Sony SmartWatch 3 and SmartBand Release Date, Price: Sony Re-enters the ‘Wearable’ Fray With Android Wear Products

By Larry Ong, Epoch Times
September 5, 2014 11:27 am Last Updated: September 5, 2014 11:27 am

Sony adds two new devices to the “wearable” market. 

At the IFA 2014 tech conference in Berlin, the Japanese tech company announced the SmartWatch 3 and SmartBand Talk. 

Both devices are optimized for use with Sony’s Lifelong activity tracker, an app that helps users keep track of what they do during the day. 

Although Sony said earlier in the year that they won’t be using Android Wear, the SmartWatch 3 and SmartBand Talk both run an Android 4.4 KitKat. 

The SmartWatch 3 features a rectangular shape, a 1.6-inch 320 x 320 resolution transflective LCD display, 4GB of storage, a steel-backed case, interchangeable silicon straps, and an IP68 water and dust proof certification. 

The SmartBand Talk is a dedicated voice activated, activity tracker that allows users to make quick, short phone calls when it is linked to the user’s smartphone. It features a 1.4-inch e-ink display and will stay powered for up to three days on one charge. Both the SmartBand Talk and SmartWatch 3 can survive up to 3 feet of water for 30 minutes. 

Sony is pricing the SmartWatch 3 at 229, and the SmartBand Talk at 159.

U.S. pricing has yet to be announced, and the device is slated to go on sale this fall. 

AP: Phones, Watches and More Unveiled at Tech Show 

BERLIN—Samsung and other electronics companies used the IFA trade show in Berlin to showcase their holiday lineups.

New smartphones, computerized wristwatches and a virtual-reality headset were among the gadgets announced Wednesday.



The Korean electronics company says it will start selling two new smartphones and a virtual-reality headset in October. The Galaxy Note 4 will have a 5.7-inch screen, while the Galaxy Note Edge’s will be 5.6 inches.

The Edge will be notable in having a side display for quick access to the flashlight, Twitter, news and frequently used apps. While the main screen remains flat, the right edge extends and curves until it reaches the back.

Weather and time can be seen from the side when the phone is laid on a table or nightstand. The phone’s camera functions more like a stand-alone, point-and-shoot camera, as the shutter button and other functions appear on top when the phone is held horizontally.

The side display also provides one-tap access to such tools as the flashlight and stopwatch, akin to what Apple offers in the iPhone’s Control Center with a swipe up from the bottom.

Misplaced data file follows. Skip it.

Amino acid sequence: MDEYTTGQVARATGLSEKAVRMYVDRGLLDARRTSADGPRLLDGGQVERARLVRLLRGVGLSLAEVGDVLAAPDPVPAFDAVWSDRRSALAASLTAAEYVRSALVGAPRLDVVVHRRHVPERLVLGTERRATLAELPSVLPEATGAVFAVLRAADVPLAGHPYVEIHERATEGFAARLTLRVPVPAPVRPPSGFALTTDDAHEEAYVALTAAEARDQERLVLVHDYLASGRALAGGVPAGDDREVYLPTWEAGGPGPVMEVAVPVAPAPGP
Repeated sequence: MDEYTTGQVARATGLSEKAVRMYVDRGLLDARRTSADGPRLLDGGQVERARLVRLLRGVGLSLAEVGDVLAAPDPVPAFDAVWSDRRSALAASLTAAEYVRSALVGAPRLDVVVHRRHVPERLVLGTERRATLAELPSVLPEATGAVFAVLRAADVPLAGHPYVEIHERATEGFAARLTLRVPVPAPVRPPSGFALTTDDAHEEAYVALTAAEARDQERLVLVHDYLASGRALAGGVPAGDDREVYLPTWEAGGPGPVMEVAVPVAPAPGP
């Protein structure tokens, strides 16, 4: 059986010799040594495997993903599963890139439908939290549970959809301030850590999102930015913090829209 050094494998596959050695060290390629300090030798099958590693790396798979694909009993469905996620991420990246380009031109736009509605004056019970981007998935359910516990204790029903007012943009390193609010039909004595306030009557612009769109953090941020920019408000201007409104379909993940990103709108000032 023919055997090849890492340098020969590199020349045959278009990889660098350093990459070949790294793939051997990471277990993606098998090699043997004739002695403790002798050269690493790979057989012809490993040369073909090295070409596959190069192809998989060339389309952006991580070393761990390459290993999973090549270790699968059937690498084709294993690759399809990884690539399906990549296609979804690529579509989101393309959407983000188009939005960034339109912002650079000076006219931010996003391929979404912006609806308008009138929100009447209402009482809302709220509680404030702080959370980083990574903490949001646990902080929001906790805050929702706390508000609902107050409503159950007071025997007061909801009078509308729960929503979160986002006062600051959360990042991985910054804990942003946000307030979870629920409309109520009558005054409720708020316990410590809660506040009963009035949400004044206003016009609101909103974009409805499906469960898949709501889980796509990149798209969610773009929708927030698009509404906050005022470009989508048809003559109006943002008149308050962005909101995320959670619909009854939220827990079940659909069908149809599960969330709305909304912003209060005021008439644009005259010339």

Samsung will look to app developers to find new ways to use the feature.

Samsung didn’t announce prices. In the U.S., last year’s Galaxy Note 3 went for about $700 without a contract, or $300 with one. Prices are likely to be similar for the Note 4 and higher for the Edge.

Both models will have a 16 megapixel rear camera and 3.7 megapixels on the front. The front camera will be able to take sharper selfies than the typical camera phone. It will also have a wide-angle feature to fit more people into selfies by stitching multiple images together.

Meanwhile, Samsung will sell a $200 Gear VR headset as a companion to the Note 4. It won’t work with the Edge or other phones. The Note 4 attaches to the headset, which has sensors to gauge the head’s position and tells the phone which part of a 360-degree image to display. It can be used to give people an immersive experience with concerts, aerial footage and games, though more content will have to be created for it.

The VR was developed with Oculus, which Facebook bought this year.



Sony unveiled three devices with its signature waterproof capabilities: The 5.2-inch Xperia Z3 smartphone, the 4.6-inch Xperia Z3 Compact and the 8-inch Xperia Z3 Tablet Compact. All three are expected this fall, with prices yet to be announced.

For the first time, one of the phones will be available in the U.S. at about the same time as the rest of the world, rather than months later. T-Mobile will carry the Xperia Z3 phone.

Sony also unveiled a cheaper, 4.5-inch phone, the Xperia E3, without waterproof capabilities.

Also coming from the Japanese company is a new SmartBand fitness device. Unlike its predecessor, it will have a small display so you can see the status of various activities.

Meanwhile, Sony’s SmartWatch 3 will have GPS capabilities built in, allowing for more accurate tracking of outdoor fitness activities.



Despite releasing three new tablets in Berlin, the Taiwanese PC maker insisted that keyboard computering isn’t dead.

Acer unveiled several convertible notebooks with screens that can be flipped, swiveled or even detached completely. It also released the Revo One, a PC that functions as a home entertainment hub.

Acer also showed off its Liquid Jade smartphone, claiming it’s the smallest and lightest 5-inch device around. It announced plans to release a 50-euro smartphone ($66) next year.



Fellow Taiwanese manufacturer Asus showcased its ZenWatch wearable device.

The smartwatch can be paired with newer Android phones to display information and monitor the wearer’s activity. The watch can be used to find a phone, something Samsung has done with some of its watches — as long as the phone is also from Samsung.